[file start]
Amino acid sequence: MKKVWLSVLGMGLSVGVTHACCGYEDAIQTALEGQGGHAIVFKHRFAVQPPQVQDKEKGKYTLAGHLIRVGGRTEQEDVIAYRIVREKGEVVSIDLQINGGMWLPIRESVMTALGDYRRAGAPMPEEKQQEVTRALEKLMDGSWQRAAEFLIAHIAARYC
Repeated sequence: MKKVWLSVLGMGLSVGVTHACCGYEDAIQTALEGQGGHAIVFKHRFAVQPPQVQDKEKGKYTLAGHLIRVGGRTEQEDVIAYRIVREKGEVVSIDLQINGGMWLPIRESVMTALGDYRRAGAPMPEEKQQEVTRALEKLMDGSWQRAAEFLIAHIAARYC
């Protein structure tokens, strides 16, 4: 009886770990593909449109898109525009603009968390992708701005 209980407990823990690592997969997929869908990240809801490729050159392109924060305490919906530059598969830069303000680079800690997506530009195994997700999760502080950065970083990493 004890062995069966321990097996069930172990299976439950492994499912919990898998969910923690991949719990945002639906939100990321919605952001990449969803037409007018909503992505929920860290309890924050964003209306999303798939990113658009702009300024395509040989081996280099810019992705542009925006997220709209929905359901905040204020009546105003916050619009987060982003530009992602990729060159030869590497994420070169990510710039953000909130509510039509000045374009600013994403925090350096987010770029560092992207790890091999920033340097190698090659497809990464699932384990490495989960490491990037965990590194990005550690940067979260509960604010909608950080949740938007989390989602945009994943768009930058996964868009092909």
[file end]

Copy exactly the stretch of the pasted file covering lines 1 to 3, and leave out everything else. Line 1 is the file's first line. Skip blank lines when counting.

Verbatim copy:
Amino acid sequence: MKKVWLSVLGMGLSVGVTHACCGYEDAIQTALEGQGGHAIVFKHRFAVQPPQVQDKEKGKYTLAGHLIRVGGRTEQEDVIAYRIVREKGEVVSIDLQINGGMWLPIRESVMTALGDYRRAGAPMPEEKQQEVTRALEKLMDGSWQRAAEFLIAHIAARYC
Repeated sequence: MKKVWLSVLGMGLSVGVTHACCGYEDAIQTALEGQGGHAIVFKHRFAVQPPQVQDKEKGKYTLAGHLIRVGGRTEQEDVIAYRIVREKGEVVSIDLQINGGMWLPIRESVMTALGDYRRAGAPMPEEKQQEVTRALEKLMDGSWQRAAEFLIAHIAARYC
């Protein structure tokens, strides 16, 4: 009886770990593909449109898109525009603009968390992708701005 209980407990823990690592997969997929869908990240809801490729050159392109924060305490919906530059598969830069303000680079800690997506530009195994997700999760502080950065970083990493 004890062995069966321990097996069930172990299976439950492994499912919990898998969910923690991949719990945002639906939100990321919605952001990449969803037409007018909503992505929920860290309890924050964003209306999303798939990113658009702009300024395509040989081996280099810019992705542009925006997220709209929905359901905040204020009546105003916050619009987060982003530009992602990729060159030869590497994420070169990510710039953000909130509510039509000045374009600013994403925090350096987010770029560092992207790890091999920033340097190698090659497809990464699932384990490495989960490491990037965990590194990005550690940067979260509960604010909608950080949740938007989390989602945009994943768009930058996964868009092909």